Copyright © Scott Cleveland, PLM Consulting.
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An Overview of PLM…
PLM [product lifecycle management] has been around for more than 25 years and companies are still trying to determine if it has been worth their efforts. PLM [product lifecycle management] is a very complex topic that requires a lot of education. The entire process of choosing and implementing PLM software is very complex – the more you know, the better decisions you can make.
What is PLM?
Product Lifecycle Management begins by managing the documentation of an idea for a product or service and follows through all of the documentation supporting design, product [service] development, sales, support until your company decides to end of life the product [or service].
Some of the Major Components of PLM
Document Management – You need a way to securely store all of the documentation that is created and consumed throughout your product/service lifecycle. It is important to implement version controls and to make sure that 2 people can’t change the same document at the same time.
Process Management – All documents go through some kind of process. Documents are written, edited and released even if all of these steps are performed by the same person. For compliance reasons, you need to make sure that processes are followed. The most expensive process in any manufacturing company is engineering change control – this is a good place to start.
Configuration Management – Many of your documents have parent child relationships with other documents. You need to be able to navigate those relationships. A good example is a bill of materials.
PLM Expansion - PLM isn’t just about engineering information; it can manage all of the information related to a product or service that is created or consume in any department in your company.
Ultimately, PLM is about Control and Visibility of all the information supporting your product or service through its lifecycle.
Document management is where PLM [product lifecycle management] started.
About 25 years ago, I was speaking with an engineering manager of a major defense contractor. We were talking about managing engineering drawings. They had a vault [in concept].
Their vault consisted of a room full of file cabinets and a document control department with several people working there. It was the responsibility of document control people to make sure that engineers were working on the correct files. Even though they did have CAD stations back then, they still printed paper to store in the file cabinets.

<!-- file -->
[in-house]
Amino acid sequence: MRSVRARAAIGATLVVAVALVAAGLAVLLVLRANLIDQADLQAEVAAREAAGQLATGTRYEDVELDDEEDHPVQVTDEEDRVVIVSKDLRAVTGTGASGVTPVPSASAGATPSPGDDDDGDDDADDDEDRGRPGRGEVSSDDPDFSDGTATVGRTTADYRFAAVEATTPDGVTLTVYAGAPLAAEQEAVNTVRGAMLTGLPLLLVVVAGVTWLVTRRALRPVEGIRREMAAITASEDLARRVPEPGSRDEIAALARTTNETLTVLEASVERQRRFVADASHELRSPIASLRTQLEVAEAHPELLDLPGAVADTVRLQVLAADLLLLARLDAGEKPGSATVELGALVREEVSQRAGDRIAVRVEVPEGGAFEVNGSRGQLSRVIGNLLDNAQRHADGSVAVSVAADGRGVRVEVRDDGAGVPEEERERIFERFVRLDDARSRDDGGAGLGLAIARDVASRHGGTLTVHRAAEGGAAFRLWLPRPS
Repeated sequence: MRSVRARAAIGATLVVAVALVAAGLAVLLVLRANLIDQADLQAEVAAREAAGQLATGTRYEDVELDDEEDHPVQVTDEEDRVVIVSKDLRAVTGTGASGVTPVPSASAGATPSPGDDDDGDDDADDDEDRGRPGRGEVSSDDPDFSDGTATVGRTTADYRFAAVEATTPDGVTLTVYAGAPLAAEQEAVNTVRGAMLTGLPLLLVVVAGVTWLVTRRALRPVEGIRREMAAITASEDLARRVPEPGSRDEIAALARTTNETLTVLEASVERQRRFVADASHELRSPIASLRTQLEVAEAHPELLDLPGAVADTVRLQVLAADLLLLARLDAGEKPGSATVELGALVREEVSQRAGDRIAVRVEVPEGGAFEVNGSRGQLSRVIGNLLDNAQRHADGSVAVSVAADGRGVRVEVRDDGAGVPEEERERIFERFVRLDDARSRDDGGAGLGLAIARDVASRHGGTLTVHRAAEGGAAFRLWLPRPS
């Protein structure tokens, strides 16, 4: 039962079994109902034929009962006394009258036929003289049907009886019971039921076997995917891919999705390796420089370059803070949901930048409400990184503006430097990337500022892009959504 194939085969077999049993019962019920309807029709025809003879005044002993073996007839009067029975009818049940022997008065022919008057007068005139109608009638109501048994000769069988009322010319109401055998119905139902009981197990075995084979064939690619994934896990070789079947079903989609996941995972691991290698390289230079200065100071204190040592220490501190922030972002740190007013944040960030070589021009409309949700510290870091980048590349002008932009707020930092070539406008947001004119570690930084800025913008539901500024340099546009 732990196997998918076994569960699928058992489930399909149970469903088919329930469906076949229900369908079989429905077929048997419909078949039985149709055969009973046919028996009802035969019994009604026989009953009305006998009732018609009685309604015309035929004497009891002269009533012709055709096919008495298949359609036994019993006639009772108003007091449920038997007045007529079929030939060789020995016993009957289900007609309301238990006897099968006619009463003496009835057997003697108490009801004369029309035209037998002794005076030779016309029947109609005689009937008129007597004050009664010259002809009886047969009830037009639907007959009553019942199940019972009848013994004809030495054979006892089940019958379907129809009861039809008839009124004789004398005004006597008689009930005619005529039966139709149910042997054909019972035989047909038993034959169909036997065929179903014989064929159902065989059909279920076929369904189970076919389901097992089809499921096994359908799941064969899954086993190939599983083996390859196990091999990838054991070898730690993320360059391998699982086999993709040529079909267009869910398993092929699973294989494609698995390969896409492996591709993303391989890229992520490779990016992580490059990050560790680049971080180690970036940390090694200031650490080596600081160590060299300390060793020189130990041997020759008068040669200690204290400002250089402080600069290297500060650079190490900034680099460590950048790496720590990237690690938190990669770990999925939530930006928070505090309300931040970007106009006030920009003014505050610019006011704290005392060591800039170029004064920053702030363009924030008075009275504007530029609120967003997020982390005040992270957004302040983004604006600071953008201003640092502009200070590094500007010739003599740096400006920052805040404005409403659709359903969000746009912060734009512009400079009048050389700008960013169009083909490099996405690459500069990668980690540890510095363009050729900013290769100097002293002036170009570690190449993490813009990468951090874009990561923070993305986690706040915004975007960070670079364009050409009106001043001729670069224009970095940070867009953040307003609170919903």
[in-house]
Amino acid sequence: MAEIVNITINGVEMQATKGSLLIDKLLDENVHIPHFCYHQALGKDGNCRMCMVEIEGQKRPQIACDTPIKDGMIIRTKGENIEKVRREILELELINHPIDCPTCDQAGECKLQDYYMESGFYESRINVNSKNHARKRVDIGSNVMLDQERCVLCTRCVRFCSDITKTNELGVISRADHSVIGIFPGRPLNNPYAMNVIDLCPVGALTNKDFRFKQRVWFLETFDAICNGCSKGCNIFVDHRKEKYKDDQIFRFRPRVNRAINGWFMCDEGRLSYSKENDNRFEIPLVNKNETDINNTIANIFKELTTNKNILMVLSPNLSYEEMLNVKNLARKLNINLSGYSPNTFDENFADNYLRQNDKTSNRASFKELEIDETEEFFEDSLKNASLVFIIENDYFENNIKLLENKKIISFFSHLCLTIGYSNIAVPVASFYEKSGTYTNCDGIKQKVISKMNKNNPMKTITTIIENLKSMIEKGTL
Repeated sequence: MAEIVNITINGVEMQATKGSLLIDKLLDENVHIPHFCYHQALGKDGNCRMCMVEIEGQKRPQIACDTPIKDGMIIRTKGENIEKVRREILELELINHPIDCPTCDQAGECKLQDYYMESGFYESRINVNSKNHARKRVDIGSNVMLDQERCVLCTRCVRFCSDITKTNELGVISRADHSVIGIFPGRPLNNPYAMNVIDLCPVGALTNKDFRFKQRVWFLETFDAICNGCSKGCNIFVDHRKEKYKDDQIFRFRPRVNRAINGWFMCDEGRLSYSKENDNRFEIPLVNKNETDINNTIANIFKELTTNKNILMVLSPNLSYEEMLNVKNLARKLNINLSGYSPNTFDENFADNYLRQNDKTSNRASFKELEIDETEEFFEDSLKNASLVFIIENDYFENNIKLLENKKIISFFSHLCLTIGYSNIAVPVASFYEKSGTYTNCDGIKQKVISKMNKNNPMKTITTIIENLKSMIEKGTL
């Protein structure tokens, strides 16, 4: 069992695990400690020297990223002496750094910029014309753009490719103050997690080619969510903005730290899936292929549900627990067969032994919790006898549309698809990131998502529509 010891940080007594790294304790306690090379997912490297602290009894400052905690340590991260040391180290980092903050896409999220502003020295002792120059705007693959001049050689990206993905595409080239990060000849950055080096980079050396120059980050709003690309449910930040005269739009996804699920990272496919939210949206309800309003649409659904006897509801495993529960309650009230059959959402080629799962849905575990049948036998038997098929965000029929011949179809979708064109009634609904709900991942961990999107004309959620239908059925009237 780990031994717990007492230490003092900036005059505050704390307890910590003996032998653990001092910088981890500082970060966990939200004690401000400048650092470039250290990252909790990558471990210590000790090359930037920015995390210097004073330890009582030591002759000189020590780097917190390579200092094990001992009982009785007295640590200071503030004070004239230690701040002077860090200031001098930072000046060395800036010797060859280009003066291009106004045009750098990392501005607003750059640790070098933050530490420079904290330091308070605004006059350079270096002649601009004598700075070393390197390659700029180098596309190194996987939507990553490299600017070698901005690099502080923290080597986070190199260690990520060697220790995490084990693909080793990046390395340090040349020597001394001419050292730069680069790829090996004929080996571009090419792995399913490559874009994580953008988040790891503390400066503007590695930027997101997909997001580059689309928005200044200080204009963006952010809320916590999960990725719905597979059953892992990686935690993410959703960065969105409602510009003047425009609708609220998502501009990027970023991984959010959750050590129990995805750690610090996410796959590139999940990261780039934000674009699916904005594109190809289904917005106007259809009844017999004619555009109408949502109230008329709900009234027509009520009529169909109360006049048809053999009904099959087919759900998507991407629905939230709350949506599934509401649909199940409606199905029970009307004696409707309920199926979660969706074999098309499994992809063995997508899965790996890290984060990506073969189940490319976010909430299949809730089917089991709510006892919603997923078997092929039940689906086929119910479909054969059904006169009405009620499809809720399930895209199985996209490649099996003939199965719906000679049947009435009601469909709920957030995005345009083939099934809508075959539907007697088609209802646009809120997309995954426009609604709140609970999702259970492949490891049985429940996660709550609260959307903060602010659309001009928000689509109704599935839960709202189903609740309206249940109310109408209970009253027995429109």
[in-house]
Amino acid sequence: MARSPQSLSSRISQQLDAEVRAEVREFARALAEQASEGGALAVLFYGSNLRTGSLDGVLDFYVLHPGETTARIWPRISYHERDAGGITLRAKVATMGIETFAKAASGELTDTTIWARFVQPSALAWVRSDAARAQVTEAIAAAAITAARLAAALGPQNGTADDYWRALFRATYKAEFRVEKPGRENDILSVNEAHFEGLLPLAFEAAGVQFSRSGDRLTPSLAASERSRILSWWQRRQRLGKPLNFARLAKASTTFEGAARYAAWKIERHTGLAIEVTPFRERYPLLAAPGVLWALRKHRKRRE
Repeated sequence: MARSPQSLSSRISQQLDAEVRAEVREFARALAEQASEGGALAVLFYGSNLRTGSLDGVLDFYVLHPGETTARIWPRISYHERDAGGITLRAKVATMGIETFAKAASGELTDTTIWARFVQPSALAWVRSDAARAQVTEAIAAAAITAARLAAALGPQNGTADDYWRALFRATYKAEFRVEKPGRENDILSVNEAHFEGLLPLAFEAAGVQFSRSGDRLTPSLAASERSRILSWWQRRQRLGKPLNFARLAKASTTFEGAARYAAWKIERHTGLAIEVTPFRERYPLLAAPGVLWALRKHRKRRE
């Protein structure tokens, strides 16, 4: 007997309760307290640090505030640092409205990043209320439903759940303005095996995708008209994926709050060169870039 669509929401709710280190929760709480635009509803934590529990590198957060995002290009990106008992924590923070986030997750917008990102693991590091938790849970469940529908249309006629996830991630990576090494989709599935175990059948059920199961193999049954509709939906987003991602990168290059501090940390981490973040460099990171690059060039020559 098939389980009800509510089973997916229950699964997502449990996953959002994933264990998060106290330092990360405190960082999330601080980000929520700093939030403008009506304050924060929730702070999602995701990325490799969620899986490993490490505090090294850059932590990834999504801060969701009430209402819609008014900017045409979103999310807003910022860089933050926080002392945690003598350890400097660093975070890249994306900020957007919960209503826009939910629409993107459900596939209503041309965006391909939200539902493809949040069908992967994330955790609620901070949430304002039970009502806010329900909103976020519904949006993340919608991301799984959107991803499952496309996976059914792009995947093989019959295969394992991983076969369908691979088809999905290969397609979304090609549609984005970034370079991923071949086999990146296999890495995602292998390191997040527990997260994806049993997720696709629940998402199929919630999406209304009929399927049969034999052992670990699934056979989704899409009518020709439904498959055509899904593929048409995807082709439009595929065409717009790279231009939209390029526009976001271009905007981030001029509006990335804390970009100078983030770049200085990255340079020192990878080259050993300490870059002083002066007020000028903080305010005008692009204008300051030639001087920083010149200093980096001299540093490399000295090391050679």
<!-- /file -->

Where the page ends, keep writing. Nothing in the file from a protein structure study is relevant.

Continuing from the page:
Engineers were supposed to go to document control to get the latest version of the file that they were going to work on. When they completed their activity, they were supposed to print a copy and return it to document control. With proper discipline, this can work successfully.
They showed me a large table with multiple CAD drawings covering it. I asked how they knew that they were working on the latest released drawing. They thumbed through the drawings until they found the one with the largest version number. I then asked, are you sure that is the latest version?
To make a long story short, they ended up sending the wrong drawing to the factory floor. This error cost them about $300k.
What was lacking here was ‘discipline’.
In order to ensure ‘discipline’ they purchased a copy of my software [not called PLM at the time] and we implemented a solution for them.
Document Management Provides
A Vault - The vault is a secure place to store documentation that can be accessed by anyone with proper permissions. A vault will not allow you to ‘overwrite’ a file – a user can look at all of the versions but will see the latest released version by default.
Access Controls - Access to the vault is controlled by roles – a user is assigned a role. Further, access is controlled by where the documentation is within its process. If it is early in the design [authoring] process, you may not have access even though you do have access to the released version.
Control - Without PLM software there are many reasons that discipline may not be followed. With PLM software, the computer prevents discipline errors. It also prevents ‘back door’ shortcuts. It can make sure that 2 people can’t work on the same file at the same time.
Visibility - Users can see the history of a design. They can see who is working on the document at any moment in time. They can quickly see what the latest version is.
Early on, PLM [product lifecycle management] software companies learned from their customers that some kind of rules based process management was a necessary component for their software to be a real solution.
Years ago, all aspects of engineering change control happened on paper.
The change request forms were on paper. Engineers typically hand wrote the change request and passed it to document control. In the paper world, the document control department was responsible for distributing the ECR to the right person. Toward the end of this process, there was a CCB [change control board] meeting to approve or reject the request.
A paper based change control system had some basic problems:
It could take as long as 2 or 3 months to approve a change request.
The manpower of document control is an overhead expense.
Collaboration was cumbersome. Often, engineers were unaware that a change was already pending against a drawing they were to work on.
CCB meetings took engineers away from their tasks for hours – usually every other week.
It could take days to find out the status of a change request.
Since the process was manual and on paper, mistakes happened. Mistakes can be expensive in real time and hurt your company for future business.
Add together all of these issues and you can see why the engineering change control process is the most expensive process for any manufacturing company.
Process Management Provides